Heat an electric griddle or skillet to medium-high heat. Spray with nonstick cooking spray. Ladle 1/3 cup batter onto the griddle for each regular-sized pancake. Scatter 1 tablespoon of blueberries or other mix-in over each pancake. Cook until the top is bubbly and the batter is set, about 90 seconds. Carefully flip pancakes with a spatula and cook 2-3 minutes more. Continue with remaining batter. (Hint: To keep pancakes warm while cooking, heat your oven to 200°F and place cooked pancakes on a baking sheet in the oven, tented with foil.)

Serve with butter and warmed maple syrup. Makes enough for 4 hungry people.

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Posted in: Family Matters

Shop the sale: Pears

A very simple pear-blue-cheese-and-pecan salad  was one of the most popular dishes on my menu when I owned a restaurant in Cozumel, Mexico.

No one ever seemed to figure out the secret ingredient in the dressing (maple syrup!) but everyone loved the texture and contrast of sweet, juicy, crisp pears to the salty, savory cheese and nuts.

Both green D’Anjou and Bosc pears are at special prices this week at your neighborhood store, so when you’re buying some for lunchboxes, get a few extra for this salad. You can use either one, as it’s a matter of taste and appearance preferences. Personally I find the brown-skinned Bosc tend to be a little sweeter, so you may find they present a little better contrast to the strong blue cheese flavor.

Pear, Blue Cheese and Pecan Salad
Serves 4


1 small container spring mix lettuces  (or any lettuce mix of your choosing)
1 large or two small pears, halved, cored, and sliced thinly lengthwise
4 to 6 ounces blue cheese, crumbled
1 cup salted or candied pecans
Kosher salt and freshly ground pepper, optional

1/4 cup maple syrup
1/4 cup lime juice, fresh only (do not use bottled)
1/4 cup olive oil
Kosher salt and freshly ground black pepper, to taste

For dressing: In a squirt bottle or sealable plastic container, combine maple syrup, lime juice and olive oil. Seal container and shake well to combine. Season with salt and fresh pepper to taste. Shake again and place in refrigerator until ready to use.

In a med.-large mixing bowl, combine spring lettuce mix, pear slices, blue cheese and pecans. Toss to combine. Remove dressing from refrigerator and shake well to recombine.  Add about ¼-1/2 cup of dressing and toss to coat. Season with salt and pepper if desired. Divide onto salad plates and serve immediately.

Product Talk: A cook’s best friend – Buttermilk

I grew up in the Deep South in a time and place where all tea was sweet and all sodas were called “co-colas.” I can also remember my grandmother’s answer every time I asked her for a glass of milk: “Butter or sweet?”

And as stereotypical as it sounds, it really wasn’t unusual for us to sit on her screened porch and enjoy a glass of cold buttermilk – maybe even with some leftover cornbread or biscuits crumbled in it as well.

I don’t know when I grew out of the habit of enjoying buttermilk as a beverage, but I’m guessing it was probably around the time chocolate milk hit the market. Suddenly buttermilk was nothing but sour!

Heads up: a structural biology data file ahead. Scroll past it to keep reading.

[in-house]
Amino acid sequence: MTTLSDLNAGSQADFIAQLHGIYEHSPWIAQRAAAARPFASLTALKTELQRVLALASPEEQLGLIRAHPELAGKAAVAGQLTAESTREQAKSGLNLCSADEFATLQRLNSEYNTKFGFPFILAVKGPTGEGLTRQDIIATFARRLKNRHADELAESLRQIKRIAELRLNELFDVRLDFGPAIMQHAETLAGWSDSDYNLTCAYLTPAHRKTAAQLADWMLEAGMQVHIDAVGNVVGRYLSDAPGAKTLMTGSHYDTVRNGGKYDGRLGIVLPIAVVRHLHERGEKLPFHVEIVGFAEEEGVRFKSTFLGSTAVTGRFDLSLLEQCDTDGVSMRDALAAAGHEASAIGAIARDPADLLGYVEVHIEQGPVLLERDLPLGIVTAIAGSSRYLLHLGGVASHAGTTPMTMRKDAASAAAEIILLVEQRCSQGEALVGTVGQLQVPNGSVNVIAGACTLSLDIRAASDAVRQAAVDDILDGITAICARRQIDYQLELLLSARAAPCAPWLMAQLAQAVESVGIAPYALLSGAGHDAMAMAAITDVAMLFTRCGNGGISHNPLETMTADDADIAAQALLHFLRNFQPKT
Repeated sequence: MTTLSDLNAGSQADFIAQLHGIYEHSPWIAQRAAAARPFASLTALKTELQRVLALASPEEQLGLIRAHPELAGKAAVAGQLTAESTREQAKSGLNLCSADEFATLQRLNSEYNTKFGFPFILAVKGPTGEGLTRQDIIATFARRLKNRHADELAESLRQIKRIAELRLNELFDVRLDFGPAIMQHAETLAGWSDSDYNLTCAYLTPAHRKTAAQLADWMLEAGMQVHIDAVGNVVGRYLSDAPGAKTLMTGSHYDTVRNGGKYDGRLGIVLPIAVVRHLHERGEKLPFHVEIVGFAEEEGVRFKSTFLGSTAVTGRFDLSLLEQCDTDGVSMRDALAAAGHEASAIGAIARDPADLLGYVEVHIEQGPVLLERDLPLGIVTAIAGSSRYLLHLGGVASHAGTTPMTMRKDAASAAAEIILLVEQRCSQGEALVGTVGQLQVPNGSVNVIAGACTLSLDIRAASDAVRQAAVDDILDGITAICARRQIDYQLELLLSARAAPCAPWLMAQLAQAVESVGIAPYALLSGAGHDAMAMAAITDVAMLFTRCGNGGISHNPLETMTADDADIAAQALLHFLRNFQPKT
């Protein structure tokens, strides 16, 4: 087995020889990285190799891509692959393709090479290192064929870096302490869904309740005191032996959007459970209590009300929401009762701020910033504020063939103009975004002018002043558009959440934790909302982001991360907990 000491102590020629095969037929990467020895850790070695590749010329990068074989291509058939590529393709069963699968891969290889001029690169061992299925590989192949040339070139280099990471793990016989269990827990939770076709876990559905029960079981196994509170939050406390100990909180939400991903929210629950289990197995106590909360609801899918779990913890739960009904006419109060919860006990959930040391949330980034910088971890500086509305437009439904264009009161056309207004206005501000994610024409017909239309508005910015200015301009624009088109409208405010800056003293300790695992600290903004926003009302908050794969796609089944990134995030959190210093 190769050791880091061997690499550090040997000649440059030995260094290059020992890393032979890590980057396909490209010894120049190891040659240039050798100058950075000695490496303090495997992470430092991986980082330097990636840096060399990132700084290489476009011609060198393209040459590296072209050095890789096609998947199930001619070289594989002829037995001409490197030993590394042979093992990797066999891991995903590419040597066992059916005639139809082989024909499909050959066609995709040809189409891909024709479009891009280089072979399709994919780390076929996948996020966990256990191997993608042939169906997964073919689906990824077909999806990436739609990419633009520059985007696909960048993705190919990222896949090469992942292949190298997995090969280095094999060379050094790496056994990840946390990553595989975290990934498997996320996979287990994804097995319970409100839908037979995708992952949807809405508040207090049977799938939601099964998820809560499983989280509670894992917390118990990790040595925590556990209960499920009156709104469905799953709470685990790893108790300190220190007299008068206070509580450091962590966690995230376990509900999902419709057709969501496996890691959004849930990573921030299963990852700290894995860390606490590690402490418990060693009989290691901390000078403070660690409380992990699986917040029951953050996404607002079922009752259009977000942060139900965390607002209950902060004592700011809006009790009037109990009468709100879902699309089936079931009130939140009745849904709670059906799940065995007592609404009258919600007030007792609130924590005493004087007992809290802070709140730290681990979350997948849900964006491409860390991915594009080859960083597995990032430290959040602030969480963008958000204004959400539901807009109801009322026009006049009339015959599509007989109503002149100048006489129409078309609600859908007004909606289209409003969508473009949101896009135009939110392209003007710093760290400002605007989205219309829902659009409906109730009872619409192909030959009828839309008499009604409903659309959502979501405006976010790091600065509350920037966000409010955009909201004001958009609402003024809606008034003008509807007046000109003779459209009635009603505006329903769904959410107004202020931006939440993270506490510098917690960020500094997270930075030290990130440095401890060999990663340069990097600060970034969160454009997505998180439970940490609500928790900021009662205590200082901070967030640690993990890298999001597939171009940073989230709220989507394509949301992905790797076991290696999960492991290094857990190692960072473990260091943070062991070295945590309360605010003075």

Thankfully, I never gave up my appreciation for buttermilk as one of the most versatile ingredients in my cooking. From brining to baking and all points between, buttermilk adds a dimension of flavor you just can’t get from “sweet” milk.

I hope you’re already familiar with how delicious buttermilk is in biscuits and pancakes, and I really hope you’ve discovered the heaven on earth known as buttermilk pie. But next time you’re cooking, think about choosing buttermilk instead of milk in your mashed potatoes, homemade salad dressings, blueberry muffins, and even your chocolate sheet cake icing.

And just like my grandmother taught me, I always use buttermilk to soak my chicken breasts and chicken fried steak before dipping them in flour and frying them in the cast-iron pan she left to me when she passed away.

Brookshire’s Southwest Dairy makes the Food Club buttermilk you can find in our stores. Our churns may be a bit bigger than the old days, but the taste and quality is as good as it gets. From savory to sweet, our buttermilk’s slightly tangy flavor has been the secret best friend for generations of cooks  ̶  and doting grandmothers  ̶  across the south.

Buttermilk Mashed Potatoes 

3 large or 5 medium Yukon Gold potatoes, peeled, halved, and cut into chunks
2 teaspoons salt, divided
3 tablespoons unsalted butter, diced
2/3 cup Food Club buttermilk, warmed
2 green onions, finely chopped
Freshly ground black pepper

Place potatoes in a large saucepan and cover with cold water. Add 1 teaspoon salt and bring to a boil. Cook until potatoes are pierced easily with a fork, about 20 minutes. Do not overcook.

Drain, reserving about a 1/2 cup of the cooking liquid. Using a potato ricer, gently press the potatoes over a large bowl. (If you don’t have a potato ricer, use a sieve and wooden spoon. For best results, don’t use an electric mixer.) Mix in butter, 1 teaspoon salt, buttermilk and green onions and gently stir to blend. Add a tablespoon or 2 of cooking liquid if necessary to obtain desired consistency. Salt and pepper to taste and serve warm.

Copyright © 2010-2017, Brookshire’s. All rights reserved.
The products mentioned in “Share, the Brookshire’s Blog” are sold by Brookshire Grocery Company, DBA Brookshire’s . Some products may be mentioned as part of a relationship between its manufacturer and Brookshire’s.